Women, Peace & Security: Sensemaking Beyond 2020

We are excited to share a collection of nine Insights developed through a global public online consultation and in-depth discussions with peacebuilders on the ground.

Our nine insights were created from the global online consultation on Engaging Women in Post Conflict Economic and Political Decision-Making from May to June 2020.


In many countries, women are building a decentralized social service delivery infrastructure. The difficulty that centralized peace processes, international organizations, and governments have in engaging decentralized movements means that capability frequently gets left on the table.

  • Women have been connecting with each other, acting as active agents addressing needs in their communities, from communal lending groups, to delivering emergency aid, to providing health and safety information, which have allowed communities to better cope with disasters and crises such as COVID. These groups often appear dispersed, ad-hoc, and ephemeral, leading them to be treated as volunteer efforts. In fact, they are building a valuable infrastructure for service delivery that complements or extends government capabilities, particularly for difficult-to-reach beneficiaries and areas.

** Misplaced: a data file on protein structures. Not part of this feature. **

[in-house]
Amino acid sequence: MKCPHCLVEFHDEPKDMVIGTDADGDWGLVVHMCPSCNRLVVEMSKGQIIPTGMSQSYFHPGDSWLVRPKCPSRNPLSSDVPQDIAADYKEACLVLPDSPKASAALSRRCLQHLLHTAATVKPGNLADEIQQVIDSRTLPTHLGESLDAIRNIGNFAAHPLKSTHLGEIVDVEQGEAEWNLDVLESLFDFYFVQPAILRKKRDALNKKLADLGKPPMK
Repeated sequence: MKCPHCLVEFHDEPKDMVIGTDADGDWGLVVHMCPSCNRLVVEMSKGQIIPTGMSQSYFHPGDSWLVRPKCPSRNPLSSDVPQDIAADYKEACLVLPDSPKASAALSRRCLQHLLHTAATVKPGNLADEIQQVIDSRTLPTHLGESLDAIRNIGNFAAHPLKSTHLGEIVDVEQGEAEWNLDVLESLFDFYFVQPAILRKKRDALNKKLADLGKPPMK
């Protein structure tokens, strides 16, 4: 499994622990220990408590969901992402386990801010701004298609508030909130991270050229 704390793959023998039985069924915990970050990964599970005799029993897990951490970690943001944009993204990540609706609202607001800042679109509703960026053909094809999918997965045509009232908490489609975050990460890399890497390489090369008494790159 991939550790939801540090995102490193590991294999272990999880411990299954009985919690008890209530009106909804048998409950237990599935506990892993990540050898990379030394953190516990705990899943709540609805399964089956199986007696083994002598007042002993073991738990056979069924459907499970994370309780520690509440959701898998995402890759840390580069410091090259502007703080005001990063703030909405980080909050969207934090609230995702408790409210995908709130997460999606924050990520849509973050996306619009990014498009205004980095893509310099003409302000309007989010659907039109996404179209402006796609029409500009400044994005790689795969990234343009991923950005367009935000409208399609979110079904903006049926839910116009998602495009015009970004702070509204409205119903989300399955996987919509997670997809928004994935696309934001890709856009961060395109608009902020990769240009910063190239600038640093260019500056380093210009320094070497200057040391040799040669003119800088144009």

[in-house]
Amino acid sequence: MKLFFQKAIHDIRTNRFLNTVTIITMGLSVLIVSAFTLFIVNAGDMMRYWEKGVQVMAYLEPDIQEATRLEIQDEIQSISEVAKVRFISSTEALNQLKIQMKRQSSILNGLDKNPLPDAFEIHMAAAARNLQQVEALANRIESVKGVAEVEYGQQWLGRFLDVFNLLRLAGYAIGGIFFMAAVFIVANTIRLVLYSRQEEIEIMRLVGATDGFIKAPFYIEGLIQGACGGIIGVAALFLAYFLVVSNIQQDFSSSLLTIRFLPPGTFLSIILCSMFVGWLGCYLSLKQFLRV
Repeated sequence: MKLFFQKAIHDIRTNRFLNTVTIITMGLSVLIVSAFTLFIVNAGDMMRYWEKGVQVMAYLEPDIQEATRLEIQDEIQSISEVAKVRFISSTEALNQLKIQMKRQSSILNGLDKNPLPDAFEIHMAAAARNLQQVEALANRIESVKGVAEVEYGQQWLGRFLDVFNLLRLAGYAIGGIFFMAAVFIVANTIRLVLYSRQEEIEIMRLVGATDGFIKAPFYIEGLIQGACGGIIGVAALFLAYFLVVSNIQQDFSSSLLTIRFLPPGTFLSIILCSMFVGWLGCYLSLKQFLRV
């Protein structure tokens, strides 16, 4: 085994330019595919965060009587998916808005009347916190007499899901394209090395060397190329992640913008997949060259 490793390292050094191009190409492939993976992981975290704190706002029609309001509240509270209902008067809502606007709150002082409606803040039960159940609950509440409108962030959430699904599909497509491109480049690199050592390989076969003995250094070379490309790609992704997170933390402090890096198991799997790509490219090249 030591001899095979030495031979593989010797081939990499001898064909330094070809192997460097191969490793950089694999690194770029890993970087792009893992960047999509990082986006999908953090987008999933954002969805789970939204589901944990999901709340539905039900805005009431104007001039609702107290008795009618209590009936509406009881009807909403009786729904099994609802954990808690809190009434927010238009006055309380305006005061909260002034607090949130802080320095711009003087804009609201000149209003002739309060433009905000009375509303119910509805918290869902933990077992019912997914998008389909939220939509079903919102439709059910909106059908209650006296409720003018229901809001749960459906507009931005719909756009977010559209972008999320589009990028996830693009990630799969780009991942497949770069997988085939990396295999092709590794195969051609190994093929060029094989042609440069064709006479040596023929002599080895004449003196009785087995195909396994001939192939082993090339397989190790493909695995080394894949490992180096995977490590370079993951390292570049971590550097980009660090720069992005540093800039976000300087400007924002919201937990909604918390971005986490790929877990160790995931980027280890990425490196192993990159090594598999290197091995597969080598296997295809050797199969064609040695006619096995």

• Peace processes, international organizations, and governments better able to engage with decentralized movements can allow them to gain greater influence, resources, and improve service delivery for those at risk of being left behind. Connected and bound together, these groups can deliver services more continuously, be leveraged at a provincial or national scale, and be recognized as a critical and resilient service delivery infrastructure, especially in times of crisis.


  • The scale and scope of the COVID emergency has provided an unprecedented opportunity to retain and connect these groups so they can be recognized as a critical service delivery infrastructure.

  • The opportunity to build on these communities has never been greater because they are actively supporting the COVID-19 response.

  • Invest in bringing together disparate community service initiatives so that they can be sustained beyond the immediate crisis and be engaged more systematically by governments and the international community.



View released Insights: 1, 2, 3, 4, 5, 6, 7, 8, 9